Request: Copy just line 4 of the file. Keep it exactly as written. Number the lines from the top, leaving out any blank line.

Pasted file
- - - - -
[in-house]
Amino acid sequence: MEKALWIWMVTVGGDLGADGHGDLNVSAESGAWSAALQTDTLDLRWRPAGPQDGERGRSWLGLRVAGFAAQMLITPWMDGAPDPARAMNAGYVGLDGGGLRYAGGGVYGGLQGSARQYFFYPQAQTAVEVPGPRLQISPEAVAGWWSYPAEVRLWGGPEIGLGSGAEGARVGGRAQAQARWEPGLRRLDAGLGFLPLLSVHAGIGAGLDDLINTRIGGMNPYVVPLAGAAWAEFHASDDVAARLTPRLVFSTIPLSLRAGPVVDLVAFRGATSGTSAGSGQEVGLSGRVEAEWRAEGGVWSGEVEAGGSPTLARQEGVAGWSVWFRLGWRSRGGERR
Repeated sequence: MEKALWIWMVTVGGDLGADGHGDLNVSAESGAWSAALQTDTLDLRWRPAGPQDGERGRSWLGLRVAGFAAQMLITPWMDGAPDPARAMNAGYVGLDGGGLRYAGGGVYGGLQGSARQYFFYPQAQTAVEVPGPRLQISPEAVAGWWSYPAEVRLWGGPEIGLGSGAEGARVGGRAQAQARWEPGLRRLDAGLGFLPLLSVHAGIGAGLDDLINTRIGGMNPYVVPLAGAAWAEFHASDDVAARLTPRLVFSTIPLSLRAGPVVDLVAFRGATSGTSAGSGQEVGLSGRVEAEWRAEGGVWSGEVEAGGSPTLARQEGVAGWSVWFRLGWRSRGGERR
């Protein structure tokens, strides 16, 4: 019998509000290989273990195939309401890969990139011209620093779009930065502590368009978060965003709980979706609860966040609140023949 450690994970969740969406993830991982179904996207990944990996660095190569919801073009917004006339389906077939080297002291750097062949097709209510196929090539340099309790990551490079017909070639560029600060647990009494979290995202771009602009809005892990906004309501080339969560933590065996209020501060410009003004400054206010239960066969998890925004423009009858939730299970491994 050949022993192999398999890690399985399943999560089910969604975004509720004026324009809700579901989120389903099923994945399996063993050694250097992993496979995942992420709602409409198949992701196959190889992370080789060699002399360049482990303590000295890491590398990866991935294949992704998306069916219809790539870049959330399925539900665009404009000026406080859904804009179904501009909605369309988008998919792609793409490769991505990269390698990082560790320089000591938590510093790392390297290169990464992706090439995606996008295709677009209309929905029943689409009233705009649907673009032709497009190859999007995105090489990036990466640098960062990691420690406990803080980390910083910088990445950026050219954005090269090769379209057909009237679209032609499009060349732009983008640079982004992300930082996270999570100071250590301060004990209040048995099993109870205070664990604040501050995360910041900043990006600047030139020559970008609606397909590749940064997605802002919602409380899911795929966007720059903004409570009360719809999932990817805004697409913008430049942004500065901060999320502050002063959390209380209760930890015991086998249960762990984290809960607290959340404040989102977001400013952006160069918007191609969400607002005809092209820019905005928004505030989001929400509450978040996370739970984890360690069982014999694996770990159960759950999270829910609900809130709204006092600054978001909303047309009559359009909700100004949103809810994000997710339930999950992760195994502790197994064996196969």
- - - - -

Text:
């Protein structure tokens, strides 16, 4: 019998509000290989273990195939309401890969990139011209620093779009930065502590368009978060965003709980979706609860966040609140023949 450690994970969740969406993830991982179904996207990944990996660095190569919801073009917004006339389906077939080297002291750097062949097709209510196929090539340099309790990551490079017909070639560029600060647990009494979290995202771009602009809005892990906004309501080339969560933590065996209020501060410009003004400054206010239960066969998890925004423009009858939730299970491994 050949022993192999398999890690399985399943999560089910969604975004509720004026324009809700579901989120389903099923994945399996063993050694250097992993496979995942992420709602409409198949992701196959190889992370080789060699002399360049482990303590000295890491590398990866991935294949992704998306069916219809790539870049959330399925539900665009404009000026406080859904804009179904501009909605369309988008998919792609793409490769991505990269390698990082560790320089000591938590510093790392390297290169990464992706090439995606996008295709677009209309929905029943689409009233705009649907673009032709497009190859999007995105090489990036990466640098960062990691420690406990803080980390910083910088990445950026050219954005090269090769379209057909009237679209032609499009060349732009983008640079982004992300930082996270999570100071250590301060004990209040048995099993109870205070664990604040501050995360910041900043990006600047030139020559970008609606397909590749940064997605802002919602409380899911795929966007720059903004409570009360719809999932990817805004697409913008430049942004500065901060999320502050002063959390209380209760930890015991086998249960762990984290809960607290959340404040989102977001400013952006160069918007191609969400607002005809092209820019905005928004505030989001929400509450978040996370739970984890360690069982014999694996770990159960759950999270829910609900809130709204006092600054978001909303047309009559359009909700100004949103809810994000997710339930999950992760195994502790197994064996196969």